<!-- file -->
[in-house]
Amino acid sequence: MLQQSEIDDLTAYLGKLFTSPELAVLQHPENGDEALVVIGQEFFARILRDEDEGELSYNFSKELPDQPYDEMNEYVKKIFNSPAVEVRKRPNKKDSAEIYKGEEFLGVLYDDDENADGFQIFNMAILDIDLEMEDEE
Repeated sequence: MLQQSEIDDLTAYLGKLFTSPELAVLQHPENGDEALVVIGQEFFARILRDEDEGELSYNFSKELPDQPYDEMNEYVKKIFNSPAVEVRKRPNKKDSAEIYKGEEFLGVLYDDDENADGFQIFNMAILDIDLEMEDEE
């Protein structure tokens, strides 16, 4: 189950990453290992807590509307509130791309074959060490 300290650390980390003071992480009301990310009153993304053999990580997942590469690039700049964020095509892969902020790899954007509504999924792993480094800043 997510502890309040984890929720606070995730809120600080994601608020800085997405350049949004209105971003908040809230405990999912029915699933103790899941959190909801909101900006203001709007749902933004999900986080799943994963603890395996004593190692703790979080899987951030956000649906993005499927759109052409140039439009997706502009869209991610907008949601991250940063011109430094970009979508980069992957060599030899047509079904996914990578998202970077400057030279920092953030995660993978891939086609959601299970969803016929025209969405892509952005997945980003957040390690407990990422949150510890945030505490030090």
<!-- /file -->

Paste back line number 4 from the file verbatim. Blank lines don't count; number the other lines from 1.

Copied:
């Protein structure tokens, strides 16, 4: 189950990453290992807590509307509130791309074959060490 300290650390980390003071992480009301990310009153993304053999990580997942590469690039700049964020095509892969902020790899954007509504999924792993480094800043 997510502890309040984890929720606070995730809120600080994601608020800085997405350049949004209105971003908040809230405990999912029915699933103790899941959190909801909101900006203001709007749902933004999900986080799943994963603890395996004593190692703790979080899987951030956000649906993005499927759109052409140039439009997706502009869209991610907008949601991250940063011109430094970009979508980069992957060599030899047509079904996914990578998202970077400057030279920092953030995660993978891939086609959601299970969803016929025209969405892509952005997945980003957040390690407990990422949150510890945030505490030090």